Illegal activity: If you have an accident while engaged in illegal activity, you may not be covered by your insurance policy.

Intentional damage: A basic rule of any type of insurance is that it never covers intentional damage. If you knowingly caused damage to your vehicle, it will not be covered.  

Driving outside of the US: Most insurance policies sold by American insurance companies are valid only in the United States. Crossing into another country could void your coverage. However, it is often possible to add coverage that extends to countries such as Canada and Mexico. It is very important that you check with your insurance provider first.

Driving for a rideshare company: If you drive for a company such as Lyft or Uber without the proper rideshare insurance, you run the risk of voiding your coverage. These companies both offer limited insurance during portions of the ride, but there are gaps in this coverage that could lead to problems should you have an accident. Many car insurance companies offer an endorsement that allows you.

The difference between a loan and the vehicle’s value: As your car depreciates, you can wind up owing more on your vehicle than it is currently worth. Even with full coverage, if your vehicle is a total loss, your insurance may only cover the current worth, leaving you on the hook for the difference. Gap insurance could be added to help make up the difference. 

 

Commonly excluded vehicles

There are certain vehicles that are not likely to be covered by a standard insurance policy:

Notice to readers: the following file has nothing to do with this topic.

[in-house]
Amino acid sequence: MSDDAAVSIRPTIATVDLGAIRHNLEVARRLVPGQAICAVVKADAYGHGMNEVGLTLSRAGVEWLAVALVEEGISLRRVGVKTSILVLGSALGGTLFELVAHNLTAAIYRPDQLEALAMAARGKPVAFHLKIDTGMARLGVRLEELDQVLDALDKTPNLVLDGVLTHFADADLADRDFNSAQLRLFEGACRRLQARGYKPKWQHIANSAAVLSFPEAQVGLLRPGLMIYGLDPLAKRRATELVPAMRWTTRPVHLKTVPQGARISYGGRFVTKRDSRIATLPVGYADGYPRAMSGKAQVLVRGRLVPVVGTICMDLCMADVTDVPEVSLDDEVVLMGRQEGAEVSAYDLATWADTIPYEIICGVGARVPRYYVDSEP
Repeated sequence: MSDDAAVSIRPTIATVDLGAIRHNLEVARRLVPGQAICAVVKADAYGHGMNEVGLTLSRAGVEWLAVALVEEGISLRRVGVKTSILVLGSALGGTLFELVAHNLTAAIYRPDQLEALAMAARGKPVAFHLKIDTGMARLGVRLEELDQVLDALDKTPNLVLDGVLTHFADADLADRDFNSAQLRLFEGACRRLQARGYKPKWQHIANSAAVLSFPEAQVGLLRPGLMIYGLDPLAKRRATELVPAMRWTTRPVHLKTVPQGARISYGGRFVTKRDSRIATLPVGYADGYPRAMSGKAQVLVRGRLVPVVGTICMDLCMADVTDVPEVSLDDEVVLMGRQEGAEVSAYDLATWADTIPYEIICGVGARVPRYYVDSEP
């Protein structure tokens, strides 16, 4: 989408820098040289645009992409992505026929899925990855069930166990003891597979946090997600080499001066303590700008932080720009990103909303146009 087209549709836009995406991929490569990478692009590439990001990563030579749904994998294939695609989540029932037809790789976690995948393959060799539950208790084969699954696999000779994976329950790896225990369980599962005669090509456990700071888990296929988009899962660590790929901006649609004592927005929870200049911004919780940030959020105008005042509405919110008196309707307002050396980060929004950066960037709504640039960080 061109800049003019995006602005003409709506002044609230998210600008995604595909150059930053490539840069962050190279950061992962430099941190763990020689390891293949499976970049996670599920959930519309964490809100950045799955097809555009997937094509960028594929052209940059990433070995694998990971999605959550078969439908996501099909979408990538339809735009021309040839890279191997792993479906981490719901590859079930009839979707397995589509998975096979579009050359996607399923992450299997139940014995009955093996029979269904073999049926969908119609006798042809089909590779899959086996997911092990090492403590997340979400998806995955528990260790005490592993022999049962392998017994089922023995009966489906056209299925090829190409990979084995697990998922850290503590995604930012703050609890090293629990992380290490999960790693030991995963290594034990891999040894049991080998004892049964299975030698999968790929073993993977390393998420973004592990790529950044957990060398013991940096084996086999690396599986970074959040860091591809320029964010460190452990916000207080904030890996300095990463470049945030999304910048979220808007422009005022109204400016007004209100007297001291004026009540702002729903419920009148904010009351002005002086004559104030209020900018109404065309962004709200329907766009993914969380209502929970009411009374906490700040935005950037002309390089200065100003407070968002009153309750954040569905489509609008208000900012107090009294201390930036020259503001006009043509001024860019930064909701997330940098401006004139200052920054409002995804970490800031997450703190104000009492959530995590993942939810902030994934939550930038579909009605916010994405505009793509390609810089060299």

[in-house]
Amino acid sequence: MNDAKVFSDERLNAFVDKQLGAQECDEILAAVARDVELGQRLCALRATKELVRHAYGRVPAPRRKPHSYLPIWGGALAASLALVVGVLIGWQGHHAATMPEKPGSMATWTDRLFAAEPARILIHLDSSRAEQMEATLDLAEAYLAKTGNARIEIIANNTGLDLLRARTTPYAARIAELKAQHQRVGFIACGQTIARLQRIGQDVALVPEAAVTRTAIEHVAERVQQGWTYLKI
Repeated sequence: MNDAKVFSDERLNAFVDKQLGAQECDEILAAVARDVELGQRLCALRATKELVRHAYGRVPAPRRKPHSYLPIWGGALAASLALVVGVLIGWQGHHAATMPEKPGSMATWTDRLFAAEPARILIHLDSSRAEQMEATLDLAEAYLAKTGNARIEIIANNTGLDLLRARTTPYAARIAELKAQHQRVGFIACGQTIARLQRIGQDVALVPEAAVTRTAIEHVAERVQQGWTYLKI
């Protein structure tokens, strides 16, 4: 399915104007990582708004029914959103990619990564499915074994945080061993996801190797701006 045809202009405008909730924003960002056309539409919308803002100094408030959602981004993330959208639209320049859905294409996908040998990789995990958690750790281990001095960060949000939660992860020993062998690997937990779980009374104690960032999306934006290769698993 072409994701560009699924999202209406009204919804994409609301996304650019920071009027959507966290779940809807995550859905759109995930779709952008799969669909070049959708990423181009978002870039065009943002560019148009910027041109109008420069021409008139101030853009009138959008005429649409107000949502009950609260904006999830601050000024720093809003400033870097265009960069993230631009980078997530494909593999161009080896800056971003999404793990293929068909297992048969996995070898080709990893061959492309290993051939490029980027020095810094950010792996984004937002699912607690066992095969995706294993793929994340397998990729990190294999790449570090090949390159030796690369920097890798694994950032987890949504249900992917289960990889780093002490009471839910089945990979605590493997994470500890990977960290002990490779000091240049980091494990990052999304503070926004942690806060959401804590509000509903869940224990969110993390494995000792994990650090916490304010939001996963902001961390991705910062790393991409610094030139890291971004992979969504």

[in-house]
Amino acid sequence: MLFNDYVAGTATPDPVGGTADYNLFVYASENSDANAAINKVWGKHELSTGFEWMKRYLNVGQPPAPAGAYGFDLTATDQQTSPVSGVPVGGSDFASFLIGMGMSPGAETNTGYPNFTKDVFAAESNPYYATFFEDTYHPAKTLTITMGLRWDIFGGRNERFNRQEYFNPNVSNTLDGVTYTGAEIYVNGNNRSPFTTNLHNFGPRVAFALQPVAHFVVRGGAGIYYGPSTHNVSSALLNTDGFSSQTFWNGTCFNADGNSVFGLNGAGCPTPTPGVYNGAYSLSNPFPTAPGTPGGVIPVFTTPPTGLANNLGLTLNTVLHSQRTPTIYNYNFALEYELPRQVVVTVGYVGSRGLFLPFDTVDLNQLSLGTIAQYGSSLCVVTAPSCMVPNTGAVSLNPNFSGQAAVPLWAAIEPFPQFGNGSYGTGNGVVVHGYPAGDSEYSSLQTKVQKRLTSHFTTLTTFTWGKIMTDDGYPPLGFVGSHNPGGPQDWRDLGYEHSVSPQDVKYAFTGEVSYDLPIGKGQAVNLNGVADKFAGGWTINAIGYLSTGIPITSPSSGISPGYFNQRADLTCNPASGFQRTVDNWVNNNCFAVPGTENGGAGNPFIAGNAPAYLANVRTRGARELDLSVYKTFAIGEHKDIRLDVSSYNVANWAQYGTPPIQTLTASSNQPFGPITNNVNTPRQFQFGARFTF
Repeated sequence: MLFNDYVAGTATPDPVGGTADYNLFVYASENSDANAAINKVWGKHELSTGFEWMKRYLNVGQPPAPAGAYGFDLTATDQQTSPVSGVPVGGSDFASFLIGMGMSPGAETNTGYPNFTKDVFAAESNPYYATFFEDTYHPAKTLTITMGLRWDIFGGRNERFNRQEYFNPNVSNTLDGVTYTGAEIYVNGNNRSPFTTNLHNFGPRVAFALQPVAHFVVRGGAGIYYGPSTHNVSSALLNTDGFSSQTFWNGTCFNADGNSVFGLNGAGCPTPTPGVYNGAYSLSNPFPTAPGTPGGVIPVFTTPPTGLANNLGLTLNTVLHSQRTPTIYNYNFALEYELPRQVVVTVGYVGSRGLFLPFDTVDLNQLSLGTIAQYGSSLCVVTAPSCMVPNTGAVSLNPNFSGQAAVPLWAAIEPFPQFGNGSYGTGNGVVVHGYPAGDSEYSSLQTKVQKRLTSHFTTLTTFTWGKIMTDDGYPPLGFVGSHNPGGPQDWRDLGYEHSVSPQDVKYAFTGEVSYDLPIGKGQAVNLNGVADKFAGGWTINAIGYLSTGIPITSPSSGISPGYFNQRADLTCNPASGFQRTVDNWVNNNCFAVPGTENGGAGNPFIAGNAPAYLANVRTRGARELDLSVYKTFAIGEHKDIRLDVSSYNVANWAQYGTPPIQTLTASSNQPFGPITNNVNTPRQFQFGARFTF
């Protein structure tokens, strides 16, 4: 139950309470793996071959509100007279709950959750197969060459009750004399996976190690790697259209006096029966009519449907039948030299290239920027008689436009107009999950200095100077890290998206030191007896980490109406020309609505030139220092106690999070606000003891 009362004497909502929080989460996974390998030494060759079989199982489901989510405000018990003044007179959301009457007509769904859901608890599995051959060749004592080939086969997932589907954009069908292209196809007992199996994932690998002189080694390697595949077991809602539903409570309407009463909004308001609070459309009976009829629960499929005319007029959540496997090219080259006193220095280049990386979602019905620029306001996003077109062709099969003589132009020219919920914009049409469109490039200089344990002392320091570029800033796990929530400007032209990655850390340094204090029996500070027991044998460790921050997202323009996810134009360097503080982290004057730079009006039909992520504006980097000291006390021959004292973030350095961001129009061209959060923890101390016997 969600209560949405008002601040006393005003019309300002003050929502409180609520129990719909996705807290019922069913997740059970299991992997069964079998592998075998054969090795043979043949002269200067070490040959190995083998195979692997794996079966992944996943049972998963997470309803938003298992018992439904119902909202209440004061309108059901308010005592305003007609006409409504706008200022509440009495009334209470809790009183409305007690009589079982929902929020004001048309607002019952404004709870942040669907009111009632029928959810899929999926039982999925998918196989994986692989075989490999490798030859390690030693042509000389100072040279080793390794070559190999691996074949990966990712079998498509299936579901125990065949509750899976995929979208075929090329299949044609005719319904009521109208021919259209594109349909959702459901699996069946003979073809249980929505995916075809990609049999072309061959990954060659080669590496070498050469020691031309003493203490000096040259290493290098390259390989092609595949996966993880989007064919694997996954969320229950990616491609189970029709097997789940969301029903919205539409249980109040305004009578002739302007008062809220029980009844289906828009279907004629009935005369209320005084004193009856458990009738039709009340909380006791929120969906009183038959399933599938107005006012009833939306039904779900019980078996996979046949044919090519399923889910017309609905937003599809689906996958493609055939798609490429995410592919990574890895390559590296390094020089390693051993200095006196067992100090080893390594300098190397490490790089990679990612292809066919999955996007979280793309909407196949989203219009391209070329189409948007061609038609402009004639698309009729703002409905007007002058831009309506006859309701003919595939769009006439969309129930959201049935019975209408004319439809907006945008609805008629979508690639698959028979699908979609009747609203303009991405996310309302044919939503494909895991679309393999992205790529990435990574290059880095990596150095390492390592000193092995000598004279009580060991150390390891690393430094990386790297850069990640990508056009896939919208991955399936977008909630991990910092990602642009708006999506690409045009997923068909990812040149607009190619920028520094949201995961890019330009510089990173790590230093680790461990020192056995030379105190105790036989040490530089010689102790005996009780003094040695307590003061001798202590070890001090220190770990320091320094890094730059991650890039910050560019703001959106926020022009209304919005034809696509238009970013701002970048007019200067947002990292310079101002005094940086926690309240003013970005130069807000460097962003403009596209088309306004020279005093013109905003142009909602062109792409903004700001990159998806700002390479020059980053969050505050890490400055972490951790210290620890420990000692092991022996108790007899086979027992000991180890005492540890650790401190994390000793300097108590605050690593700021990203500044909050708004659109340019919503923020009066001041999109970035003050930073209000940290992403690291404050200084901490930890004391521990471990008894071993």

• Vehicles with fewer than four wheels:
  • Off-road vehicles
  • Vehicles whose primary use is for racing
  • Business vehicles (commercial coverage is required)

 

When could an auto insurance claim be denied?

It can be stressful to worry about whether or not your claim will be approved after an accident.

Below are some reasons a car insurance claim could be denied: 

  • Non-paid premium
  • You didn’t file the claim in time
  • You exceeded the limits of your policy (in this case you would be responsible for the differences)

 

How to stay covered

The best way to make sure you are fully covered is by reading your car insurance policy very carefully. Any further questions should be directed to your insurance company. For general questions, you can always ask the Zebra. We can help you find competitive rates on the car insurance that you need. 

Compare over 100 insurance companies at once!

Location pin icon